Mayweather/Pacquiao fight on track to set ticket price records

Average asking price on secondary market could crack $10,000

Floyd Mayweather Jr. works out in front of the media April 14, 2015 in Las Vegas. Mayweather will face off with Manny Pacquiao on May 2 in what will be the richest purse in boxing history. Both fighters are expected to take home more than $100 million from the fight. Tickets to the “fight of the century” are being sold for more than $10,000. (John Locher/AP)
Floyd Mayweather Jr. works out in front of the media April 14, 2015 in Las Vegas. Mayweather will face off with Manny Pacquiao on May 2 in what will be the richest purse in boxing history. Both fighters are expected to take home more than $100 million from the fight. Tickets to the “fight of the century” are being sold for more than $10,000. (John Locher/AP)

LAS VEGAS (MEDIA GENERAL) – Want to attend the May 2 “Fight of the Century” between Floyd Mayweather and Manny Pacquiao? Good luck. Tickets are expected to go on sale Thursday, April 23 through TicketMaster and MGM Grand, the host of the event. But your odds of landing tickets? Not great.

Tickets for the bout are priced starting at $1,000, but less than 1,000 will be available at that price point, according to SeatGeek analyst Conner Gregoire, and most of those will be sold far above that mark on secondary markets.

Currently, tickets for the Mayweather/Pacquiao fight are on track to hold the highest median price for any sporting event in U.S. history. According to TiqIQ, the average asking price for tickets to the Mayweather/Pacquiao fight is $10,973, more than $500 than previous the titleholder – Super Bowl XLIX, played last February between the Seattle Seahawks and the New England Patriots.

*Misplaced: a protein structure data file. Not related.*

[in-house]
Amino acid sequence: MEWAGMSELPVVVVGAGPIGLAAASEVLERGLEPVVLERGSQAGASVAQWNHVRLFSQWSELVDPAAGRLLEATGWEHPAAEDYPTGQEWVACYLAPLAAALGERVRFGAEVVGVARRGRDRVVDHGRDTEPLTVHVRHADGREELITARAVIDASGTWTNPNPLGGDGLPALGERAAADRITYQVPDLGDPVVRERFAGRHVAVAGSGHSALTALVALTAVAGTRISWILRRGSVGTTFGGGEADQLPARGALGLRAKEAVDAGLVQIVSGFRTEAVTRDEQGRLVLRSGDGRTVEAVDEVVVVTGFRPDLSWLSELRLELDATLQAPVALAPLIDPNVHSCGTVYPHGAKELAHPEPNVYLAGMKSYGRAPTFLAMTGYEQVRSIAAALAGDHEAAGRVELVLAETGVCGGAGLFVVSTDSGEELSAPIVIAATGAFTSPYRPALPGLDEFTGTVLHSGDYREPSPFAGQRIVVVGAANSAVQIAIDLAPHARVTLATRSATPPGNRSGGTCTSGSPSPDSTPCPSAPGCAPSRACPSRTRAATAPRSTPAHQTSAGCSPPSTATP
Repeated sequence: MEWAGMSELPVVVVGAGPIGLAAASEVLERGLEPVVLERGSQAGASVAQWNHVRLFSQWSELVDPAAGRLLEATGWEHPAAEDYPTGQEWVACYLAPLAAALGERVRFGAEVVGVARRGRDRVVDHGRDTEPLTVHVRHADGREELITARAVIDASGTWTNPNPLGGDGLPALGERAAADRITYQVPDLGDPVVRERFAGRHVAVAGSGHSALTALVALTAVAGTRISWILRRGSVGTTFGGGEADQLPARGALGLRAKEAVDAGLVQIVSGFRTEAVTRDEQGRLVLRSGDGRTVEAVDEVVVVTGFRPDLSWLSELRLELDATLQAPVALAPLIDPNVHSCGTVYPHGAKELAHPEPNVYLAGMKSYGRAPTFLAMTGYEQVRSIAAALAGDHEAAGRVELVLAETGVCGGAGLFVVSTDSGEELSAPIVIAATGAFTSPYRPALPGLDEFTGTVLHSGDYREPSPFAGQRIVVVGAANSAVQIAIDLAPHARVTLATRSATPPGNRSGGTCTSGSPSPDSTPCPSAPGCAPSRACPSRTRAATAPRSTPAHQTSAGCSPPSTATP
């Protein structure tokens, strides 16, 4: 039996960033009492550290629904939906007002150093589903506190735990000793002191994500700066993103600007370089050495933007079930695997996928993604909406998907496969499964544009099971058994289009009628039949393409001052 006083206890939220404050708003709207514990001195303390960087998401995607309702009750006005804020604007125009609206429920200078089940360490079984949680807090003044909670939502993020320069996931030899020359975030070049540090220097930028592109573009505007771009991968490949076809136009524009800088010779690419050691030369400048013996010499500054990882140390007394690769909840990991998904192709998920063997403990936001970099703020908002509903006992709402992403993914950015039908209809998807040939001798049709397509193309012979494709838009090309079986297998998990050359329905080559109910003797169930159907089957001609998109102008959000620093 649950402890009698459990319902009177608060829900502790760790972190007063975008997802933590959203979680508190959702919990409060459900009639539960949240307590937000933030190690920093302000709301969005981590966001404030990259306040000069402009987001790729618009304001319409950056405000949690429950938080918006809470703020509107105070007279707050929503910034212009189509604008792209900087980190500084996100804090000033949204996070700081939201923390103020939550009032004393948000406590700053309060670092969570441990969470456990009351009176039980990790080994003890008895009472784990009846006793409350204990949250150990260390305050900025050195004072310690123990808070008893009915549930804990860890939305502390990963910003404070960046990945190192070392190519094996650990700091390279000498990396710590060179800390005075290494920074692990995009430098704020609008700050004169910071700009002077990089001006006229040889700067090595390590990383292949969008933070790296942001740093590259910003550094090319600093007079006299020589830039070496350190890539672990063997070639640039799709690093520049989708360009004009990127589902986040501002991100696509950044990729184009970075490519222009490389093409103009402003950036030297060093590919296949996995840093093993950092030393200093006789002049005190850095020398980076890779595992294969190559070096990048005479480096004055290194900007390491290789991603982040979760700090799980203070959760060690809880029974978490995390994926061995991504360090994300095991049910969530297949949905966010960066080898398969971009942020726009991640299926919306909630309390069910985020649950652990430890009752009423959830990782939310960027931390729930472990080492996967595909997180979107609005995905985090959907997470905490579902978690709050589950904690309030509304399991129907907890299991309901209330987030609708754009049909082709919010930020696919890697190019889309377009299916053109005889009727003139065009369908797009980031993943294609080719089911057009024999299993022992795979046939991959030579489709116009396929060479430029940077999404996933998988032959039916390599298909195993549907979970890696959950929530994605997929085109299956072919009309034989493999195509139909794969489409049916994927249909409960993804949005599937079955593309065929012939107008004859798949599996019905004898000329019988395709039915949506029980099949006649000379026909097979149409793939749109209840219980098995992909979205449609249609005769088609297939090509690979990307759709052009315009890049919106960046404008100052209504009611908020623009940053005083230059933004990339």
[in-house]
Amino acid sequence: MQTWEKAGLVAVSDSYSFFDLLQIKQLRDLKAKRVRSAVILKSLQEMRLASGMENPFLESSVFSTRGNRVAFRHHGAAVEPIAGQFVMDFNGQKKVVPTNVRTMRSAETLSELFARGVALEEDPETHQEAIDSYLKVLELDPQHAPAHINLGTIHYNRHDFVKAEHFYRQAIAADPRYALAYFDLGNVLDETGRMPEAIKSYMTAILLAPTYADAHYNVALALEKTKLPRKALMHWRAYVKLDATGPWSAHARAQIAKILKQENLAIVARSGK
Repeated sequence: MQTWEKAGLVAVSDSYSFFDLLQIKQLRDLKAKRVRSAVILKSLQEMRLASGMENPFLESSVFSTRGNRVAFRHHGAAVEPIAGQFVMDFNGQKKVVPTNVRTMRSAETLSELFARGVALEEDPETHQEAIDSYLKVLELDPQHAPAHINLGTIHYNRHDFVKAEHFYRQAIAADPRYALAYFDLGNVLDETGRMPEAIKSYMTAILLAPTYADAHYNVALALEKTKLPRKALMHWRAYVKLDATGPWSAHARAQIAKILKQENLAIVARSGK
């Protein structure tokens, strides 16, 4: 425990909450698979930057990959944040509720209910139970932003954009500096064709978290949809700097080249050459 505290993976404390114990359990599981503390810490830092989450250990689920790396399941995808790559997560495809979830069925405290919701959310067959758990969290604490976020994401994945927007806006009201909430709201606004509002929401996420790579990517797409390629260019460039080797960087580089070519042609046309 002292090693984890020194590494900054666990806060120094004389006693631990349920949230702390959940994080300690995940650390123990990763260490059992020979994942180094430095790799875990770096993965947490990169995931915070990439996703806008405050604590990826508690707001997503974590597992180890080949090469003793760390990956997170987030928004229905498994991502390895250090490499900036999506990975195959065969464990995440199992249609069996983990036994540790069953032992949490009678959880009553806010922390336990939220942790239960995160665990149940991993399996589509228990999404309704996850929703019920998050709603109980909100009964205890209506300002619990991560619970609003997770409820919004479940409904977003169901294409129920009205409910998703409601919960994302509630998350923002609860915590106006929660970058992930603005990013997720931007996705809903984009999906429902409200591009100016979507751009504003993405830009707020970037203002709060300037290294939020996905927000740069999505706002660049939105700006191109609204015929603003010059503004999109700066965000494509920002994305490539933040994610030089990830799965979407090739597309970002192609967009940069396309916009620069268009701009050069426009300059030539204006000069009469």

Photo Gallery: Top 10 Most Expensive Sporting Events


“It is staggering, but the market is absolutely there,” Gregoire told CNN. “It’s a high roller, status event. I think it’s largely VIP and celebrity driven. There’s not a lot of regular folks who will be in the market for these seats.”

Like all markets, it simply comes down to supply and demand.

“Like other commodities, high prices for an event are a reflection of supply and demand,” said Chris Matcovich, vice president of data and communications for TiqIq. “In most cases, supply to the general public is limited, which then causes prices to rise. … With boxing inching toward ‘death,’ this might be the last great fight we see ever or for a long time. That being said, people are flocking to Las Vegas to catch one last glimpse of a sport that used to dominate American mainstream athletics.”

According to TiqIQ’s averages, the top three most expensive events have been held or will be held in the past nine months. The Mayweather/Pacquiao fight currently holds a slight edge over Super Bowl XLIX for the top spot, while the 2014 World Cup Final between Germany and Argentina finished third (average asking price of $9,015). The 2011 BCS national championship game between Oregon and Auburn is fourth with an average asking price of $5,036.

The question is: Will this trend continue to rise?

“I think there is a large base of consumers willing to buy the $5,000-10,000 resale tickets. … Once you get beyond $10,000, it does narrow the buyer pool,” Matcovich said. “Even with that, there might be some softening on the high-end tickets, but prices should stay fairly high.”

Not only are ticket prices to the Mayweather/Pacquiao fight expected to set records, but so are pay-per-view numbers. The pay-per-view price point has been set at $89.95, the highest ever for the television service. The previous watermark was $64.95 for Mayweather’s 2013 fight against Canelo Alvarez.

For those itching to get up close for the Mayweather/Pacquiao fight, you can try your hand at Vegas. Fans can attend the (usually free) pre-fight weigh-in – for an easy $10. You also can watch the fight at one of several Las Vegas casinos on a closed-circuit feed – for a cool $150.

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